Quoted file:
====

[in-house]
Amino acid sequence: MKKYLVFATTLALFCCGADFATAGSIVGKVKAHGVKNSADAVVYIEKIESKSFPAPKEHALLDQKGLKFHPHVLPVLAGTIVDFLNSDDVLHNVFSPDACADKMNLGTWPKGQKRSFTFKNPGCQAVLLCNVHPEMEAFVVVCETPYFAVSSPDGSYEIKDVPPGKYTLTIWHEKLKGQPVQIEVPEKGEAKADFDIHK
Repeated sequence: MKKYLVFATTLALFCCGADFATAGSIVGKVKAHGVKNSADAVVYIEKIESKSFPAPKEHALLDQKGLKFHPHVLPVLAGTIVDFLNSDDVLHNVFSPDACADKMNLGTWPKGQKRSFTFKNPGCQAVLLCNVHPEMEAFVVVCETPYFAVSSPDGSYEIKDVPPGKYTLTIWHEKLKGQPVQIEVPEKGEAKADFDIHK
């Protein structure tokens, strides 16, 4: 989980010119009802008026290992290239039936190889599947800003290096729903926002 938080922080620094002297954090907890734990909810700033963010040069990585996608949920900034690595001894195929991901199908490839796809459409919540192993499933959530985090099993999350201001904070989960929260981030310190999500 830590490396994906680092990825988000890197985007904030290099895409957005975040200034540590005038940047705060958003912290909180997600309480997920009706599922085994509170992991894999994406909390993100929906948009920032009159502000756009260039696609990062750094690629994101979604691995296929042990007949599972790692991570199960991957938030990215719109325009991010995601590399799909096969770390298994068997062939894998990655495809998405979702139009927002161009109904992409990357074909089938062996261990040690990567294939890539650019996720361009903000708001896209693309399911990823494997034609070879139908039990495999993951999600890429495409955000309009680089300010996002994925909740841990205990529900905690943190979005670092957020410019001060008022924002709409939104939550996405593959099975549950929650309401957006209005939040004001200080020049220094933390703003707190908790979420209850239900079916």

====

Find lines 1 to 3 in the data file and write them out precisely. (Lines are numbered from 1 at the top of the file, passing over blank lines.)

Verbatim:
[in-house]
Amino acid sequence: MKKYLVFATTLALFCCGADFATAGSIVGKVKAHGVKNSADAVVYIEKIESKSFPAPKEHALLDQKGLKFHPHVLPVLAGTIVDFLNSDDVLHNVFSPDACADKMNLGTWPKGQKRSFTFKNPGCQAVLLCNVHPEMEAFVVVCETPYFAVSSPDGSYEIKDVPPGKYTLTIWHEKLKGQPVQIEVPEKGEAKADFDIHK
Repeated sequence: MKKYLVFATTLALFCCGADFATAGSIVGKVKAHGVKNSADAVVYIEKIESKSFPAPKEHALLDQKGLKFHPHVLPVLAGTIVDFLNSDDVLHNVFSPDACADKMNLGTWPKGQKRSFTFKNPGCQAVLLCNVHPEMEAFVVVCETPYFAVSSPDGSYEIKDVPPGKYTLTIWHEKLKGQPVQIEVPEKGEAKADFDIHK